Featured Research

from universities, journals, and other organizations

Uncovering the secrets of tularemia, 'rabbit fever'

Date:
February 17, 2014
Source:
Biophysical Society
Summary:
Tularemia, aka "rabbit fever," is endemic in the northeastern United States, and is considered to be a significant risk to biosecurity -- much like anthrax or smallpox -- because it has already been weaponized in various regions of the world. Biologists are working to uncover the secrets of the bacterium Francisella tularensis, which causes tularemia.

The functions of novel proteins putatively involved in F. tularensis virulence are revealed by X-ray crystallography.
Credit: LLNL/G. K. Feld/CDC

Tularemia, aka "rabbit fever," is endemic in the northeastern United States, and is considered to be a significant risk to biosecurity -- much like anthrax or smallpox -- because it has already been weaponized in various regions of the world.

At the 58th Annual Biophysical Society Meeting, which takes place Feb. 15-19, 2014, in San Francisco, Calif., Geoffrey K. Feld, a Postdoctoral researcher in the Physical & Life Sciences Directorate at Lawrence Livermore National Laboratory (LLNL), will describe his work to uncover the secrets of the bacterium Francisella tularensis, which causes tularemia.

"Despite its importance for both public health and biodefense, F. tularensis pathogenesis isn't entirely understood, nor do we fully understand how the organism persists in the environment," explained Feld.

Previous efforts, funded by both the National Institutes of Health and LLNL, demonstrated that amoebae may serve as a potential reservoir for the bacteria in nature. "Specifically, we demonstrated that amoebae exposed to fully virulent F. tularensis rapidly form cysts -- dormant, metabolically inactive cells -- that allow the amoebae to survive unfavorable conditions," said Amy Rasley, the research team leader.

This encystment phenotype was rapidly induced by F. tularensis in the laboratory and was required for the long-term survival of the bacteria. Further exploration led to the identification of secreted F. tularensis proteins, which are responsible for induction of the rapid encystment phenotype (REP) observed in amoebae.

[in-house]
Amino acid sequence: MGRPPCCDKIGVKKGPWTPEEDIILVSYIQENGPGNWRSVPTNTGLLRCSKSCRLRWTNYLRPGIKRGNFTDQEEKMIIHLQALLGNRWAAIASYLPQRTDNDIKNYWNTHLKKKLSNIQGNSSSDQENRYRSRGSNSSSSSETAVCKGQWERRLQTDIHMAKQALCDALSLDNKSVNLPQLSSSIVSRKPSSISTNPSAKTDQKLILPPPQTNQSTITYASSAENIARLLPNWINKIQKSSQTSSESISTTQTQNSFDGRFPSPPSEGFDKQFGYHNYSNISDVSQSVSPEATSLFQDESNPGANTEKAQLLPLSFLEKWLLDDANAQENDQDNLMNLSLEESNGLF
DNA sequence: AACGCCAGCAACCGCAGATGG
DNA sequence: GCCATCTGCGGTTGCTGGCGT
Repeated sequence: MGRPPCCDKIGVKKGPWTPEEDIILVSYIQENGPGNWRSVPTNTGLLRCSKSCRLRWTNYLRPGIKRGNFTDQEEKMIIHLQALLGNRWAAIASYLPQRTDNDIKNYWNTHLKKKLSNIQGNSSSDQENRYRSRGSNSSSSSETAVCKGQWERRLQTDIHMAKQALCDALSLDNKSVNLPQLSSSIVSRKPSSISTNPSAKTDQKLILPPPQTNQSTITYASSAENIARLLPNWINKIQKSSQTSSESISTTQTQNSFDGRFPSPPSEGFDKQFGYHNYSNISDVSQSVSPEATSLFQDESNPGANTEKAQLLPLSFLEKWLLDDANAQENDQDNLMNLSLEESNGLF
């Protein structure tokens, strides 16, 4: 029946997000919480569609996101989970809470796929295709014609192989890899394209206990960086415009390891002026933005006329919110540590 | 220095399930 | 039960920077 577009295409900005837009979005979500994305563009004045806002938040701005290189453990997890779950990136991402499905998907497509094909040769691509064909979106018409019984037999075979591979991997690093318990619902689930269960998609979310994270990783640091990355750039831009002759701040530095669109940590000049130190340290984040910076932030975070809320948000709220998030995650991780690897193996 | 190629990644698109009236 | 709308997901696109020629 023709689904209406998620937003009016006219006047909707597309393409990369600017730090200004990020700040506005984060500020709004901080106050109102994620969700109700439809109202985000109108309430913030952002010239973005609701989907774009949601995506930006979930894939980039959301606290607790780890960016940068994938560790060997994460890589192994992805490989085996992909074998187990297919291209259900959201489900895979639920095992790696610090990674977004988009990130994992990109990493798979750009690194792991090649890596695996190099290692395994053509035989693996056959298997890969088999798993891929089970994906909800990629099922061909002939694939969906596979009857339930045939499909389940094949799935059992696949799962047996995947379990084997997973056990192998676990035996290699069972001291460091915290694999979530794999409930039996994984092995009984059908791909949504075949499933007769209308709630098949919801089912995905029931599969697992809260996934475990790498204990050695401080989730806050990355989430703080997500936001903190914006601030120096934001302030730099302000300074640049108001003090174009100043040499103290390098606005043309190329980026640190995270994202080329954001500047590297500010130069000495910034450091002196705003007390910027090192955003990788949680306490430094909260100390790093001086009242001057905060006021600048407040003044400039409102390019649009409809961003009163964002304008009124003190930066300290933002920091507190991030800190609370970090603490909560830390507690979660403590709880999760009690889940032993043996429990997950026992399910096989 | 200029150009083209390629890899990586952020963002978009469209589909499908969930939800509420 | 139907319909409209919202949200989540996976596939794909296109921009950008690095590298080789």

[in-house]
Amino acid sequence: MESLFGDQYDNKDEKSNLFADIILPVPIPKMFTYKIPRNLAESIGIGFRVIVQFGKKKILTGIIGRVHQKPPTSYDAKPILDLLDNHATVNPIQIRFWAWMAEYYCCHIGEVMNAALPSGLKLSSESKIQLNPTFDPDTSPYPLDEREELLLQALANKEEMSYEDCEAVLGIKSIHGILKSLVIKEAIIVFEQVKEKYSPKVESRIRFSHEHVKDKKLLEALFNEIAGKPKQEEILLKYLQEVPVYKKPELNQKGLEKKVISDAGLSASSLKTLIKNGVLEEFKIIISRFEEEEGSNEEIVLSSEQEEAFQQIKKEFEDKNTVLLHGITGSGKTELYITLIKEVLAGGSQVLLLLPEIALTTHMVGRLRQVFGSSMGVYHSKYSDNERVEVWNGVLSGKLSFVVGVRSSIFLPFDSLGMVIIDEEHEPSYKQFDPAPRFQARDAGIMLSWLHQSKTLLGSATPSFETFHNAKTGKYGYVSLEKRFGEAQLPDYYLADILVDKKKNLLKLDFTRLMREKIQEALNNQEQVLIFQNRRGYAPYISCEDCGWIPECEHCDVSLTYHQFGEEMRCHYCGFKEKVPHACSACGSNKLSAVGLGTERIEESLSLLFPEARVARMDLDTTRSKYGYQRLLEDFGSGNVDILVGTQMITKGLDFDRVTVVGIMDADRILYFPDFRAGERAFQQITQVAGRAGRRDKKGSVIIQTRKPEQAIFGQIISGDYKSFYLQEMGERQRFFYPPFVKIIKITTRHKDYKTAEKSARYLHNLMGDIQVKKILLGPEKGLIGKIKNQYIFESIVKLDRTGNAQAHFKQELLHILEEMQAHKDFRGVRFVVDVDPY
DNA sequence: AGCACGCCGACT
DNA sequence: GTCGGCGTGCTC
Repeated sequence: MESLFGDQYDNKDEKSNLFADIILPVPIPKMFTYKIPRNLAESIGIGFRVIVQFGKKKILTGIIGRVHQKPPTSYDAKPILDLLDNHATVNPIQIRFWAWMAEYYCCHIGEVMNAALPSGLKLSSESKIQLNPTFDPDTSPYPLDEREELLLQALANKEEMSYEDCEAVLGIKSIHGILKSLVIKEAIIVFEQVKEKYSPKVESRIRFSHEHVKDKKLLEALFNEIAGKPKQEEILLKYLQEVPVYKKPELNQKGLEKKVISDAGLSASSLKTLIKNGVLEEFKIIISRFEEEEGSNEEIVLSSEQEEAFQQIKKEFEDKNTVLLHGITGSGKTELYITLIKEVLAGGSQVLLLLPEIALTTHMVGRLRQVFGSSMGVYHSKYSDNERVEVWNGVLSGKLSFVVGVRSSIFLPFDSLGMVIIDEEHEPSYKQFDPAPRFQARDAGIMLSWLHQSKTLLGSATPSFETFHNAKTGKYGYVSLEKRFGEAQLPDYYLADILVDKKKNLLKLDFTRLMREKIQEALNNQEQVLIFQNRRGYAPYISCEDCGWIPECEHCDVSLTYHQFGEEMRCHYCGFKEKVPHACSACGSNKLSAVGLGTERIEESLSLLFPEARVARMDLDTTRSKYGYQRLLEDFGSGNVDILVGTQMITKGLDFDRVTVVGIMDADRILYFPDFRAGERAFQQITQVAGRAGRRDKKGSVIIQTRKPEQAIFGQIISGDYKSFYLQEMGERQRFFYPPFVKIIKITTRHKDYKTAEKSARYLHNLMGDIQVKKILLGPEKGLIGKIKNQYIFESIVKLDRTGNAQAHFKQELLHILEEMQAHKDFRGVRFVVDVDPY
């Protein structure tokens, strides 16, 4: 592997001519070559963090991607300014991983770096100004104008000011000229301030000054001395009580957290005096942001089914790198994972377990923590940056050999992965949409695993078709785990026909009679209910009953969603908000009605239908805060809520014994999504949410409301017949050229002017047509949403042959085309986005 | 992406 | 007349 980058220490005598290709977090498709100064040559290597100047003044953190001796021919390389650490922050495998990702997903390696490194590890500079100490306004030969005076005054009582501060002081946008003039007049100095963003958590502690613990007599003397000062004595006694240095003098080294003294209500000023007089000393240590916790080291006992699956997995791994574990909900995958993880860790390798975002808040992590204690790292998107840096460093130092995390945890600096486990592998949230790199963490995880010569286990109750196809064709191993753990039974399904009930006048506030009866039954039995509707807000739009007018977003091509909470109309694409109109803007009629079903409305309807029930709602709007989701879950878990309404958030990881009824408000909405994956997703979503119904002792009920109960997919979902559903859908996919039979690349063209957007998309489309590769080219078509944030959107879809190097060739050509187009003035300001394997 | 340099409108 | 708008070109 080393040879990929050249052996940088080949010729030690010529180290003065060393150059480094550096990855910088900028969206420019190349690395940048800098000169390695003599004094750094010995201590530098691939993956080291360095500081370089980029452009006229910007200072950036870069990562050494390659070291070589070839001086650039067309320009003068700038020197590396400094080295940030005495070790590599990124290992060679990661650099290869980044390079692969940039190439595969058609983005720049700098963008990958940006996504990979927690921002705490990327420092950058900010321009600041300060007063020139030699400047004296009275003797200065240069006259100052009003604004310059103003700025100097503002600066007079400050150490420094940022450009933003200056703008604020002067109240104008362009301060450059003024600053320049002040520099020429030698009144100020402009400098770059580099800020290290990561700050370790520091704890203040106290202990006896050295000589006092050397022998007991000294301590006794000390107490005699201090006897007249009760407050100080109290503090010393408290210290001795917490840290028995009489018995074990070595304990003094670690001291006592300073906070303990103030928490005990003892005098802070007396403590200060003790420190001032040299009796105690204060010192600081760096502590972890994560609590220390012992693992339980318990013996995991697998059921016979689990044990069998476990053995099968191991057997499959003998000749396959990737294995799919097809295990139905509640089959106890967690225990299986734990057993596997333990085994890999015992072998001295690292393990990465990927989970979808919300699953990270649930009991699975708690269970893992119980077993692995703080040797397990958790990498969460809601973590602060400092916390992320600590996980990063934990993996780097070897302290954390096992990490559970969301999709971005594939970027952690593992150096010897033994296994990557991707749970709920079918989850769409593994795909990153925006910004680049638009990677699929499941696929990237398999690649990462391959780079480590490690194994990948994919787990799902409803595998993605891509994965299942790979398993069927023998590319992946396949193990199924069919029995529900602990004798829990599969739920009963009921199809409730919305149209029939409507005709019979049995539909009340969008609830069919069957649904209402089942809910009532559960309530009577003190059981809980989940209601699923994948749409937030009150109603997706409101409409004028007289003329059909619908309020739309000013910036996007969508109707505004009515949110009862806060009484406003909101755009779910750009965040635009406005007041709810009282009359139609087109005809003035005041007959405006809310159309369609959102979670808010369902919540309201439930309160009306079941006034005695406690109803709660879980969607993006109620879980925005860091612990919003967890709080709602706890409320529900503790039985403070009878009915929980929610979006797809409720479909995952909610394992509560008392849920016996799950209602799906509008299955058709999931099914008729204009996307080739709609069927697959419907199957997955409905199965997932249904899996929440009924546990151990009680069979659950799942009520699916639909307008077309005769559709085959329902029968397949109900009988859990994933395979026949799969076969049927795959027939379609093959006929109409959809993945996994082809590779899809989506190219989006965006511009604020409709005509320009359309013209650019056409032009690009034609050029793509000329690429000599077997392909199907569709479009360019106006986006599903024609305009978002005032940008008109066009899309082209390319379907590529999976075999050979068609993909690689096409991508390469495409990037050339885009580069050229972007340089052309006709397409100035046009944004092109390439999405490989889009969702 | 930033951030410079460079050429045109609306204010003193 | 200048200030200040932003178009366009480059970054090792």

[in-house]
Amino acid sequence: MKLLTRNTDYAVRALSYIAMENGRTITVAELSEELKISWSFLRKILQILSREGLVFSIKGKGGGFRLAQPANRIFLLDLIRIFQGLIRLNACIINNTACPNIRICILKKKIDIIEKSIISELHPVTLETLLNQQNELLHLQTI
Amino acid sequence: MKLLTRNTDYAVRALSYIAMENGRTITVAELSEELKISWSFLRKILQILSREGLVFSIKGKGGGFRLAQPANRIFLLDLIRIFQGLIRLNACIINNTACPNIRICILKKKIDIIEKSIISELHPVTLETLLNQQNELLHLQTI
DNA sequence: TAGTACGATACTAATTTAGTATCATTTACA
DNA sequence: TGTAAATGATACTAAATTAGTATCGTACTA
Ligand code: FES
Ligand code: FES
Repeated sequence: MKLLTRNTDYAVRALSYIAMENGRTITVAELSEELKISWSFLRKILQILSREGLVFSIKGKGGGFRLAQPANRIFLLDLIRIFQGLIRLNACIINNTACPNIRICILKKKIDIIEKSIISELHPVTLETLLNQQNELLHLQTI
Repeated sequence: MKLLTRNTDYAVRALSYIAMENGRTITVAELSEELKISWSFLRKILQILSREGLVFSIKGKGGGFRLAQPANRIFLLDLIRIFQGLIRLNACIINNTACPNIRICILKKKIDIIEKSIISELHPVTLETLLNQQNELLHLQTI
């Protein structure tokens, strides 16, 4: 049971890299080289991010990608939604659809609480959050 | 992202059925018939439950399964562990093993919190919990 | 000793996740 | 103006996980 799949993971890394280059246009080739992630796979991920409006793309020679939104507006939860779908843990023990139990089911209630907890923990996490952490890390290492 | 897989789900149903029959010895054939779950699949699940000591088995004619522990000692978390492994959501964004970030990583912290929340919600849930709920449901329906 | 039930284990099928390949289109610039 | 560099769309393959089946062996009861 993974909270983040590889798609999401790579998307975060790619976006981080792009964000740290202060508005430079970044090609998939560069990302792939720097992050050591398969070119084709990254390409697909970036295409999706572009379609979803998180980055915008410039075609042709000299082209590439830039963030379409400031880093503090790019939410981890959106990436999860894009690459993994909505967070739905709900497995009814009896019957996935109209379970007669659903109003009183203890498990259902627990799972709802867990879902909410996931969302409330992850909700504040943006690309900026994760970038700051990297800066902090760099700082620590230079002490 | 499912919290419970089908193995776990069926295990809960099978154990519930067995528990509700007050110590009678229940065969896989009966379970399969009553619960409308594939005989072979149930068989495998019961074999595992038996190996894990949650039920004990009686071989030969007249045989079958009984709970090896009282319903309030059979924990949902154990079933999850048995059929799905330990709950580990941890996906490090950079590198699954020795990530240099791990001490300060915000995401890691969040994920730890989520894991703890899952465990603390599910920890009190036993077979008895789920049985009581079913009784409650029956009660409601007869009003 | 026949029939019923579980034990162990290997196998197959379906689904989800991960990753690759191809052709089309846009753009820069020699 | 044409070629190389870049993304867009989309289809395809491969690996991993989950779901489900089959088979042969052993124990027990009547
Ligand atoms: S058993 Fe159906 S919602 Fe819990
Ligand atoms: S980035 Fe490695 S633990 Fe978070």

In the new work, Feld and colleagues characterized two of these REP proteins -- called REP24 and REP34 -- and began to describe their functions based on their three-dimensional crystal structures.

A big surprise finding was that these proteins resembled "proteases," which are proteins that cut other proteins in a specific manner. "Our preliminary data indicate that F. tularensis bacteria lacking these proteins are diminished in their ability to infect or survive in human immune cells, which indicates that these proteins may also contribute to F. tularensis virulence," Feld said.

Rasley and colleagues believe that careful characterization of these two novel F. tularensis proteins may shed light on how this organism persists in the environment and causes disease.

"Ultimately, this type of research could inform efforts to combat the disease, although there is much work to do. Currently, we don't know the protein targets in the host -- amoeba, human, etc. -- that the REP proteins act on, nor do we know the mechanism by which the proteins could help F. tularensis survive in the environment or cause disease," Feld said.

"Once these questions are elucidated, a broader understanding of environmental persistence and pathogenesis might lead to better diagnostics and/or novel countermeasures to combat tularemia," he added.